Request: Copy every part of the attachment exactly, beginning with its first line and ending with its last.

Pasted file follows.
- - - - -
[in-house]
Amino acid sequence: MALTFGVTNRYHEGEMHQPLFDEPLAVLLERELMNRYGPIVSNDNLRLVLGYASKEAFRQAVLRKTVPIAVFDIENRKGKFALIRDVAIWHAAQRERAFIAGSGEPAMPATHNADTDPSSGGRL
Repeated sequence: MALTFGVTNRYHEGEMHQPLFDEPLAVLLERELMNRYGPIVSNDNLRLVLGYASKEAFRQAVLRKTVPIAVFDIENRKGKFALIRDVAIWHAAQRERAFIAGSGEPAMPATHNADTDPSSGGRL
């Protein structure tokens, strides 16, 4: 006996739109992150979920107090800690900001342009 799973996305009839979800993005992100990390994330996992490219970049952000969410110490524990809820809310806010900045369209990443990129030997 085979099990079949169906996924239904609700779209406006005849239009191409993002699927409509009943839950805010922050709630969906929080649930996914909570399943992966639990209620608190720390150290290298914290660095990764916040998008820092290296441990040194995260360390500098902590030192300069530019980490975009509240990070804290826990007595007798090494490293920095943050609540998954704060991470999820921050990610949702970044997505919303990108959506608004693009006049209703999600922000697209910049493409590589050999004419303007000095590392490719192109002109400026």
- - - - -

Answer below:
[in-house]
Amino acid sequence: MALTFGVTNRYHEGEMHQPLFDEPLAVLLERELMNRYGPIVSNDNLRLVLGYASKEAFRQAVLRKTVPIAVFDIENRKGKFALIRDVAIWHAAQRERAFIAGSGEPAMPATHNADTDPSSGGRL
Repeated sequence: MALTFGVTNRYHEGEMHQPLFDEPLAVLLERELMNRYGPIVSNDNLRLVLGYASKEAFRQAVLRKTVPIAVFDIENRKGKFALIRDVAIWHAAQRERAFIAGSGEPAMPATHNADTDPSSGGRL
């Protein structure tokens, strides 16, 4: 006996739109992150979920107090800690900001342009 799973996305009839979800993005992100990390994330996992490219970049952000969410110490524990809820809310806010900045369209990443990129030997 085979099990079949169906996924239904609700779209406006005849239009191409993002699927409509009943839950805010922050709630969906929080649930996914909570399943992966639990209620608190720390150290290298914290660095990764916040998008820092290296441990040194995260360390500098902590030192300069530019980490975009509240990070804290826990007595007798090494490293920095943050609540998954704060991470999820921050990610949702970044997505919303990108959506608004693009006049209703999600922000697209910049493409590589050999004419303007000095590392490719192109002109400026």